Building VR apps – What do you need to know?

Virtual reality is still in its relative early days, especially when it comes to VR app development.

However, the businesses that do choose to adopt the technology earlier have a huge opportunity to beat their competitors to the punch and position themselves at the head of the market when the technology does reach the mainstream tipping point.

Today, then, we’re going to take a look at some of the main factors you need to take into account when designing and building a VR-based app for your businesses.

First things first, why should you build a VR based app at all? Here are some of the main benefits to the technology.

It can make a very effective learning and development tool

VR has been used as an effective training tool for years in the most cutting-edge industries – pilots have used it for decades in some cases, for example.

However, as the technology becomes less expensive, more mainstream industries are now finding out the benefits of using VR in their education and training.

From training sales staff to deal with different scenarios to helping train freight or bus drivers, VR has a huge amount of training the potential

This is also invaluable for companies that have a lot of remote staff – which is, of course, becoming more and more common.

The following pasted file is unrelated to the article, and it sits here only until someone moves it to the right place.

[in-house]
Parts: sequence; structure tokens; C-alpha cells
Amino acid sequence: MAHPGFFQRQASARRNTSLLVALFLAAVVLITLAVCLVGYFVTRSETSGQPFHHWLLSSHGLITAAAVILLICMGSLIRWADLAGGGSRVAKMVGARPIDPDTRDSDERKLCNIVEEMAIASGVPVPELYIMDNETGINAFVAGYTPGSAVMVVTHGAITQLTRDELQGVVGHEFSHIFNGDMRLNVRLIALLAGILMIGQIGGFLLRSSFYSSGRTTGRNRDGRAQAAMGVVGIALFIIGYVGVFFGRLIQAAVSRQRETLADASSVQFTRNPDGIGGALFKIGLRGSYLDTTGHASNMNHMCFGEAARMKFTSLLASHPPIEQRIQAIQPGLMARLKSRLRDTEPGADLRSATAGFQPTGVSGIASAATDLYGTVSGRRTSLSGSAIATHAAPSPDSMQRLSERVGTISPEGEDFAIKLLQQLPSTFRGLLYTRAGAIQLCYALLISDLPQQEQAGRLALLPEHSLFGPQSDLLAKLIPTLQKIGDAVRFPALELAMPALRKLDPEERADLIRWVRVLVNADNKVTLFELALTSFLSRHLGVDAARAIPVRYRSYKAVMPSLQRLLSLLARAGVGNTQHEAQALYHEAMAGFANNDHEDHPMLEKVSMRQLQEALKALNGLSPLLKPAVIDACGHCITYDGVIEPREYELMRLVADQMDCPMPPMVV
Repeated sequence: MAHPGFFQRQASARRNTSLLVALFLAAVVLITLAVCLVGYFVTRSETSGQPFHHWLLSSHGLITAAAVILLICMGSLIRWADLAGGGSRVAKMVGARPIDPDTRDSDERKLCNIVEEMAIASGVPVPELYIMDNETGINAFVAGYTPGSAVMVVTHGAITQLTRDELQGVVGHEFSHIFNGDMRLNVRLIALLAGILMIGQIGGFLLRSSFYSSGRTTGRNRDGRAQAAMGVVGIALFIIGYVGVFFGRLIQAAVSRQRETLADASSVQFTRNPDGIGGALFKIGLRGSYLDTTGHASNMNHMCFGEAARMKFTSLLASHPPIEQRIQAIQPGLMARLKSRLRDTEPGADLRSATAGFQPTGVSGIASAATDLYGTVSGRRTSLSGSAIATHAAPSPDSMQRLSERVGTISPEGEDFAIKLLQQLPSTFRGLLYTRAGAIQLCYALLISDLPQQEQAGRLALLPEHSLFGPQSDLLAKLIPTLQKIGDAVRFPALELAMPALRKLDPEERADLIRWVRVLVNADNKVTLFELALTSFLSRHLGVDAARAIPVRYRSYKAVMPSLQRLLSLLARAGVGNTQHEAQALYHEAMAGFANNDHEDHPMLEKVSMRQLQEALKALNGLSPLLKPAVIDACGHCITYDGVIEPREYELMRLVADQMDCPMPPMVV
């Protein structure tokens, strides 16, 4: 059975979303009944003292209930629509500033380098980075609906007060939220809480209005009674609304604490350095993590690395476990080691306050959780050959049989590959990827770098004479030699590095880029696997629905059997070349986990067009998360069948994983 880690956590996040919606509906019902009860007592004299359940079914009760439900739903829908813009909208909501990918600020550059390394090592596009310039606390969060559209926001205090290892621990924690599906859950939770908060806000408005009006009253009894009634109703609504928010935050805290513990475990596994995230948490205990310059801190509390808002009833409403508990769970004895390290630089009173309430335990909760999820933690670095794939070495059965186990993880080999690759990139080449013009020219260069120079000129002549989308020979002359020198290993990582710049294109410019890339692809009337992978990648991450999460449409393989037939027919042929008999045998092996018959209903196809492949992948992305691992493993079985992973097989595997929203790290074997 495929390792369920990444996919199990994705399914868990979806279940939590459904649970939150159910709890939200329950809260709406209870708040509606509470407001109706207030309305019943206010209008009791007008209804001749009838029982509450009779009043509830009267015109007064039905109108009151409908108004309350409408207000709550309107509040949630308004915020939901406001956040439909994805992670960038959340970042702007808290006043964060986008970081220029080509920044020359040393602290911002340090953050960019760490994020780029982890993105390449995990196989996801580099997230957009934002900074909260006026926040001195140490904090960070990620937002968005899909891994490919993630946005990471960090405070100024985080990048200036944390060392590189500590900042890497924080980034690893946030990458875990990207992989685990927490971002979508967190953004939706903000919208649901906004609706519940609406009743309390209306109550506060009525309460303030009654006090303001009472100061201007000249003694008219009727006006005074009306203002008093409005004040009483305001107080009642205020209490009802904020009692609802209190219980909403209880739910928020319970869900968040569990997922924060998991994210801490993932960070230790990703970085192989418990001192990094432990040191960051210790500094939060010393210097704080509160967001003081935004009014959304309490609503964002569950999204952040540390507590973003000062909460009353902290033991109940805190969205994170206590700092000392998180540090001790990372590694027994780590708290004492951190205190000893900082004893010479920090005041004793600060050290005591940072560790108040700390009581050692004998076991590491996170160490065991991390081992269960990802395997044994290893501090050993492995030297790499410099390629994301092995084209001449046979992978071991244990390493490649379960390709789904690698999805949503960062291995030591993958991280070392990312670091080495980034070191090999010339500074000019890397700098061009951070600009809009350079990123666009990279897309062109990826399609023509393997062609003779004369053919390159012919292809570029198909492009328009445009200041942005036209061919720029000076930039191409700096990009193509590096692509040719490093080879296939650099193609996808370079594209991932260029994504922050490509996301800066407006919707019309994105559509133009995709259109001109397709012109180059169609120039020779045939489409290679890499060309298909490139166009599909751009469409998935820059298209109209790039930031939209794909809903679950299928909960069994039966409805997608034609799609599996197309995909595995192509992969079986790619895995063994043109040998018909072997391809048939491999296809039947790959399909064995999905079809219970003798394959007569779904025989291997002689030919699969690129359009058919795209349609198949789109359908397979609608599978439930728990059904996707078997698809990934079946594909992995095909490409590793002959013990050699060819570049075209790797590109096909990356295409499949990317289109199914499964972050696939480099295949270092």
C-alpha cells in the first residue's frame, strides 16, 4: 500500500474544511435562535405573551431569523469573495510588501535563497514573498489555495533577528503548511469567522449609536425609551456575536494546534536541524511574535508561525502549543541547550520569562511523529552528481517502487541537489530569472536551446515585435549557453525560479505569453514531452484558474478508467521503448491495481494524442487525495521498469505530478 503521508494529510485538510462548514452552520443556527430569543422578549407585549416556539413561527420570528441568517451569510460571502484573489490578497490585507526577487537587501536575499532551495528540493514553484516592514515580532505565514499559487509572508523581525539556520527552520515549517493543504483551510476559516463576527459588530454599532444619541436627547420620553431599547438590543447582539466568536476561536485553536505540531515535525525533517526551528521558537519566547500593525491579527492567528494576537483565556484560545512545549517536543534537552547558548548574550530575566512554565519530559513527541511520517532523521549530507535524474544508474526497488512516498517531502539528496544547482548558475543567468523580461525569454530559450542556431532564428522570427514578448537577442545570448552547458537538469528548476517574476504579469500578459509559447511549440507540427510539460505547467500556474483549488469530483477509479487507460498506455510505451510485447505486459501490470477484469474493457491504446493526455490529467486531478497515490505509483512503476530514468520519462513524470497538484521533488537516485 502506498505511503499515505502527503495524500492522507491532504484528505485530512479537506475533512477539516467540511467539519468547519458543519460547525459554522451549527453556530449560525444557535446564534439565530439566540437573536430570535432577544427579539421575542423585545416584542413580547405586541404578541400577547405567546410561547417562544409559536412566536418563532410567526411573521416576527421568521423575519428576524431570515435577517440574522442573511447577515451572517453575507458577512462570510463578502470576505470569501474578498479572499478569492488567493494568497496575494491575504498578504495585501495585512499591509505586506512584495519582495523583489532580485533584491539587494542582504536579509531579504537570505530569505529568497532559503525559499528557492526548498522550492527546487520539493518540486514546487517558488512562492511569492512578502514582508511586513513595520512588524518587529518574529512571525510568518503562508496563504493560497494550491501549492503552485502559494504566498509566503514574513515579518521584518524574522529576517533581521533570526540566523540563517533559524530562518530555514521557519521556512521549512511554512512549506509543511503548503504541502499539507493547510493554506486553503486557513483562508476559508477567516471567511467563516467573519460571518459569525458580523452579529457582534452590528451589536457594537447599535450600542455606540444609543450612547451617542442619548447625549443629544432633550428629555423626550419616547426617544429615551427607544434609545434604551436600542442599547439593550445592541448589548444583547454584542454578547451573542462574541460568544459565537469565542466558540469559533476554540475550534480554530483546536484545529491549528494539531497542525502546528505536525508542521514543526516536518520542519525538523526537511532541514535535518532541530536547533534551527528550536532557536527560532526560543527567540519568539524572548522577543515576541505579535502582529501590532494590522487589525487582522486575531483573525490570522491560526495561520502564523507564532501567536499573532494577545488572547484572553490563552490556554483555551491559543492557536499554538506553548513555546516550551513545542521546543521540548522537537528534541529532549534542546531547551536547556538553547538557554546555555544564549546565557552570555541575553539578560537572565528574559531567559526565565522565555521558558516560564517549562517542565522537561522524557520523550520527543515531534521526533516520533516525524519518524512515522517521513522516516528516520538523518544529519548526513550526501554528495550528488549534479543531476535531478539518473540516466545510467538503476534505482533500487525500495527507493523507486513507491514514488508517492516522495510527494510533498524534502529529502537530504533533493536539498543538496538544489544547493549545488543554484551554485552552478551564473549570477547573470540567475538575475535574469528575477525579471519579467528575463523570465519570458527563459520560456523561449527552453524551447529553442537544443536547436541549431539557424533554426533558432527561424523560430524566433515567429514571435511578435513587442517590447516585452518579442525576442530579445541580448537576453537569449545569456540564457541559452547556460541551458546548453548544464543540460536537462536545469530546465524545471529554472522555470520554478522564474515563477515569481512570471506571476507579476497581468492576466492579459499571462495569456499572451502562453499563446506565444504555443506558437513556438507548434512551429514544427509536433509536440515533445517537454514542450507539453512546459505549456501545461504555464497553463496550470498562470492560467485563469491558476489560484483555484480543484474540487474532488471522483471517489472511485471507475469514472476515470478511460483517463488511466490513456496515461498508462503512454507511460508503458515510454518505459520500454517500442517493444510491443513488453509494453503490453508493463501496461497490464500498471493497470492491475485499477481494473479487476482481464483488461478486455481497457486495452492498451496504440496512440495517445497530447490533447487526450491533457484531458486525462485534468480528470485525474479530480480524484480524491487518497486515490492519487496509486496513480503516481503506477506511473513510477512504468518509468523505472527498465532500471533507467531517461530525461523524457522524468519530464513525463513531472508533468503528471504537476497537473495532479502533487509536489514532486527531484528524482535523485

It can improve productivity

The main benefit is, of course, that it’s far cheaper and less resource intensive to carry out tasks remotely that would have been performed in person previously.

Whether it’s hosting meetings with clients on the other side of the world, or simply helping drivers train using simulations before they head out onto the road, the potential for saving money and time is huge.

The other thing it’s worth noting is that in the case of staff training, it can help massively reduce the risk of mistakes. Previously, for example, sales staff learning on the job would simply have to make mistakes as part of their training, and would lose the company money as a result. Now, staff training can take place through VR until the company feels their teams are ready for the real world.

The experience is, simply, more immersive

One of the main objections to VR from some people is simple – is it really necessary? After all, software such as Skype offers easy remote communication, and there are plenty of normal software training programs.

However, anyone who has experienced VR will be able to tell you that the experience is hugely different through VR. There’s a reason that the world’s biggest companies – from Google to Microsoft to Facebook are pushing so hard to bring the technology to the mainstream. It’s because they recognize how huge the opportunity is.

So what are some of the key things that you need to bear in mind when working in VR design? It’s fair to say that it’s a totally unique field with a steep learning curve, but here are some of the things you need to bear in mind:

Start getting used to ‘first person’ design

This is perhaps the biggest jump you’ll need to get used to. Pretty much any other kind of design, from television to tablets to paperback books, are designed in the ‘third’ person.

Virtual reality and augmented reality as pretty much the only true ‘first-person’ media formats in the world, and it’s important to approach them from this point of view.

How can you do that? Simple: there’s no substitute for simply immersing yourself in VR technology yourself. Grab a headset – Google’s cardboard is relatively cheap – and use it as much as possible.